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The Wild Hunt was a haunting phenomenon,[3][6] what some described as being a physical manifestation of good life force,[1][2] of wild frenzied hunting in which a being known as Cerunnos or the Master of the Hunt swept through the land with his hounds and numerous other creatures.[1][2][3][5]


The Wild Hunt was a phenomenon that occurred on many different planes of existence.[5] It particularly occurred in the Celtic pantheon's divine realm of Tir na Og,[7] in the divine realm of Annwn,[8] in the Feywild, in the Shadowfell, and on the Prime Material plane. On that plane of existence it had been sighted on Nerath,[5][note 1] Toril,[6] and worlds where the Celtic pantheon was worshiped.[1][2] On the latter worlds, druids would build standing stones, believing that the Wild Hunt could use them as beacons.[2]

Some believed that the Wild Hunt only occurred at certain times of the year, such as during the autumn and winter.[5] Some would say that the hunt of a quarry could go on for days or weeks,[4] while others would say a Wild Hunt only occurred during the night.[1][2][3] Those who believed the latter would sometimes claim that only a single Wild Hunt could occur on the Prime Material on any given night.[1][2]


Whenever the Wild Hunt manifested in the world it seemed as if to come from thin air, with its initial members descending from the sky.[5] It then generally pursued its quarry by traveling across the ground, though would return to flying in order to overcome obstacles, such as especially difficult terrain.[1] On some occasions the weather was seen to worsen as the Wild Hunt approached, with howling winds and booming thunder.[2]

As the Wild Hunt travelled, Cerunnos would sound his hunting horn behind his pack at every 1 mile (1,600 meters) interval,[1] purposely causing a ruckus in order to attract attention and warn its quarry of the Hunt's approach.[2] This hunting horn, known as the Horn of the Undying,[5] produced a sound that could reach across any distance when used by Cerunnos.[5]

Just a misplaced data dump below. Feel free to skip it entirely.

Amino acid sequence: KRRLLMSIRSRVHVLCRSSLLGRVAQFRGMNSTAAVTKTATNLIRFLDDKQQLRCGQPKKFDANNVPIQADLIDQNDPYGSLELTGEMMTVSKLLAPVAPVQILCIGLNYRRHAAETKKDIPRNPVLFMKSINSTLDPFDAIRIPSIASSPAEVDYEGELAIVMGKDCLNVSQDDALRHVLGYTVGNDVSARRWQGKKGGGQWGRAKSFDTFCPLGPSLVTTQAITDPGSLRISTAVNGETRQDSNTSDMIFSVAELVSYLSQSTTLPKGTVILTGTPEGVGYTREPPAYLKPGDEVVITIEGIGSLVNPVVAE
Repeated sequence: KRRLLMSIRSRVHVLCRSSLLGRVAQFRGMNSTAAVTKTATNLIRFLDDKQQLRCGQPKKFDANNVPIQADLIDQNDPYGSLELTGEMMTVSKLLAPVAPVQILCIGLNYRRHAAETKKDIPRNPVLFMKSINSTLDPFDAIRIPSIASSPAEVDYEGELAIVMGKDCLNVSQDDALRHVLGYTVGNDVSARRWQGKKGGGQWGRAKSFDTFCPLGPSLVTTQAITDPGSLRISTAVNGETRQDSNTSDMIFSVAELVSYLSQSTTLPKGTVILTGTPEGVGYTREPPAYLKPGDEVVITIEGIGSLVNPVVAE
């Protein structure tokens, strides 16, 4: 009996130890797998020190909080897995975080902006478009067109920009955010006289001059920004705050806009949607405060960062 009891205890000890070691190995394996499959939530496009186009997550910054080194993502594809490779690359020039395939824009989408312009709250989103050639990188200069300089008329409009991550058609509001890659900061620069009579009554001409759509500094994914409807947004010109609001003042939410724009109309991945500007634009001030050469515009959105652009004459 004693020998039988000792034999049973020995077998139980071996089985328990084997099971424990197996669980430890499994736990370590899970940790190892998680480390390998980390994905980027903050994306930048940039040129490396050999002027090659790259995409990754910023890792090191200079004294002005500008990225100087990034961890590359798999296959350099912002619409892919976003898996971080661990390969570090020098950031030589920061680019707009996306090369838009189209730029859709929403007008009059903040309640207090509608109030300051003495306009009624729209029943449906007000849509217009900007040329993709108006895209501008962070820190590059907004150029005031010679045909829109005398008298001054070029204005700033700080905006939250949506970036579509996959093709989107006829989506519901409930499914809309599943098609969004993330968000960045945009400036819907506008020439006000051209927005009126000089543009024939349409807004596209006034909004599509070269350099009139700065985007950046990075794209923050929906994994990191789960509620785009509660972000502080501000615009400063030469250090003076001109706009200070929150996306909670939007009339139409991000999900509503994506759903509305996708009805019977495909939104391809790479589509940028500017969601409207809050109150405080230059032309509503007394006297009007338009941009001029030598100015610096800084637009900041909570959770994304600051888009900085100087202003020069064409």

Though the Wild Hunt was relentless in its pursuit of its prey, it never went indoors[2][9] or underground.[9]

Magical Effects[]

Any mortal that witnessed the passing of the Wild Hunt and failed to resist against its magical aura[1][2] would be compelled to join it.[1][2][6][9] Especially those who actively pursued the sound of the hunting horn,[1] or were worshipers of the Celtic pantheon.[2] This was a curse-like phenomenon known by peasantry as Faerie Raed.[10] Though at times mortals were physically abducted by participating fey hunters and then experienced the Faerie Raed.[5]

Those under this effect followed the Wild Hunt wherever it went, considering the Master of the Hunt to be their master.[1][2][6] This meant even acting against their own alignment at his behest, fighting those they would otherwise ignore or never fight.[1][2] The magic also made it so that those affected were able to keep up with the fast pace set by the Hunt's hounds.[1]

Those abducted by the Wild Hunt stopped aging until they left it.[10] But once freed they had gaps in their memories,[10] finding themselves in unexpected areas when they came to[6] and rarely recalling more than a few details of Cerunnos's appearance.[11] They were also liable to be haunted with nightmares of the Hunt, could suffer from madness,[10] and were more likely to be entranced if they ever witnessed the Wild Hunt again.[1]